WELCOME TO THE WORLD OF RESEARCH & EDUCATION NETWORKS
National and regional Research & Education networks traverse our planet, providing ultra-high speed connectivity and tailor-made services that underpin scientific discovery, foster global collaborations and unlock access to education.
This site features fascinating stories from around the world about people and projects making a difference enabled by these powerful networks.
The Telemedicine University Network Rute in Brazil is considered the biggest initiative in telemedicine and telehealth in the world. Watch the interview with Rute’s coordinator, Luiz Ary Messina, and learn more about the reach and roadmap for this world-changing initiative.
The Engineering Department of the Kyushu Sangyo University in Japan has designed a dedicated e-portfolio as an educational tool to make students aware of their strengths and weaknesses, helping them achieve their goals in a structured fashion.
Gastric cancer is the deadliest form of cancer in Asia. It accounts for the deaths of some 28 men and 13 women per 100,000. The Telemedicine Development Center of Asia has been building capacity to deliver valuable technical training for cancer specialists right across the region.
Today cutting-edge research is only possible through collaboration by sharing human and material resources to generate new knowledge. Many of the major international scientific projects generate such massive amounts of data that it would be impossible for a single institution to process them within a reasonable time. Facing this scenario, the logical solution has been the integration several smaller institutions into a network where they share their resources through a mutual collaboration.
To encourage national and international collaboration, the Motus web portal will make data summaries and visualizations of bird migration tracking data, captured by the small Motus radio transmitters affixed to individual birds, publicly available for education and citizen science purposes.
A music and dance performance in Copenhagen, Denmark, included a live feed of musicians in London, United Kingdom, and dancers from Barcelona, Spain.
Supercomputers and high-speed data connections play a crucial role when researchers re-create tornadoes and thunderstorms to better understand the dynamics of these powerful natural phenomena. Leigh Orf from CIMSS, the Cooperative Institute for Meteorological Satellite Studies at the University of Wisconsin-Madison, leads a group of researchers specialised in re-creating meteorological events leading up to the forming of tornadoes. Built on real-world observational data, the computer simulations unveil the inner workings of these monstrous events in unprecedented detail.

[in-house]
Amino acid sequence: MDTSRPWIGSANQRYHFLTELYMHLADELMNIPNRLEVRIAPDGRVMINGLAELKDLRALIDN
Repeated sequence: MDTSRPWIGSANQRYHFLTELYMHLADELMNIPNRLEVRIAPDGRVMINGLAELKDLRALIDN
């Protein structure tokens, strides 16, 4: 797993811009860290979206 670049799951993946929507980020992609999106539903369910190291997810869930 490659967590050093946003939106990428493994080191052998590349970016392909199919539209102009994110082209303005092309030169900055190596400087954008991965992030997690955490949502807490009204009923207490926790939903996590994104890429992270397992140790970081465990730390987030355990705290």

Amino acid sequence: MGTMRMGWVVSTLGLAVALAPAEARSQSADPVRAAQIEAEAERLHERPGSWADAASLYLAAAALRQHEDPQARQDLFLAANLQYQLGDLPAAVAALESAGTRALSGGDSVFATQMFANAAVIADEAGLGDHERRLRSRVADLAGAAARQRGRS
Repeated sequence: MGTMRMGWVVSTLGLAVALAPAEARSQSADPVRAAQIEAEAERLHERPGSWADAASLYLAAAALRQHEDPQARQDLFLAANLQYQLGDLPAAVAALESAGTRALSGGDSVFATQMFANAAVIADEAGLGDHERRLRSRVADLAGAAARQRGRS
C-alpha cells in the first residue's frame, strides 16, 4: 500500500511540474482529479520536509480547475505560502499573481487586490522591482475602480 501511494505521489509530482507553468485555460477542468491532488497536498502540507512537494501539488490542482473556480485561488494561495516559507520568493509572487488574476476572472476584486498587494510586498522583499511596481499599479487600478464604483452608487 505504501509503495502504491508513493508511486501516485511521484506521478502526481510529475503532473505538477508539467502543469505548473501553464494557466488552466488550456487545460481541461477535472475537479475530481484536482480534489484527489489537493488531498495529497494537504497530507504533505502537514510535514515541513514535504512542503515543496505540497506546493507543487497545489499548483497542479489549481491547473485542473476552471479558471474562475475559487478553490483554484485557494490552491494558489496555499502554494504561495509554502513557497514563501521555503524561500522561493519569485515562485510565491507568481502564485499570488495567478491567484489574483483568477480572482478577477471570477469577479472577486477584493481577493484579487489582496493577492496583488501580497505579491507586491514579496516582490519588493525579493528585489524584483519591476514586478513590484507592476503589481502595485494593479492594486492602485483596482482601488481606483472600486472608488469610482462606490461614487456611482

On 19 April 2017 the ‘Rock’ asteroid made an uncomfortably close pass to Earth – the closest in 400 years. The first step to protecting against such hazards is to monitor them to calculate their precise orbits; this requires fast, reliable internet connections so that the huge volumes of observation data involved can be sent speedily and reliably to researchers around the world for analysis.
Although approx. 2555 km apart, theatre students from The University of Tampere, Finland, and Coventry University, UK, are rehearsing Shakespeare together, sharing a “virtual learning theatre” made possible by powerful videoconferencing equipment and high-speed connectivity.
Typhoons, floods, landslides, volcanos – the Philippines is a country that has it all. Taking 3rd place on the World Risk Index, behind Vanuatu and Tonga, the Philippines is heavily exposed to extreme weather. While you can’t do anything to change the course of a typhoon moving towards you, you can take the necessary precautions before it reaches your shores – the earlier the better. So, you need to know your hazards, and that is why, in the wake of the catastrophic tropical storm Sendong in 2011, the Philippines started developing a complex early warning system.
As weather forecasts are becoming increasingly detailed, data volumes are increasing as well, demanding high-speed connectivity and supercomputing power.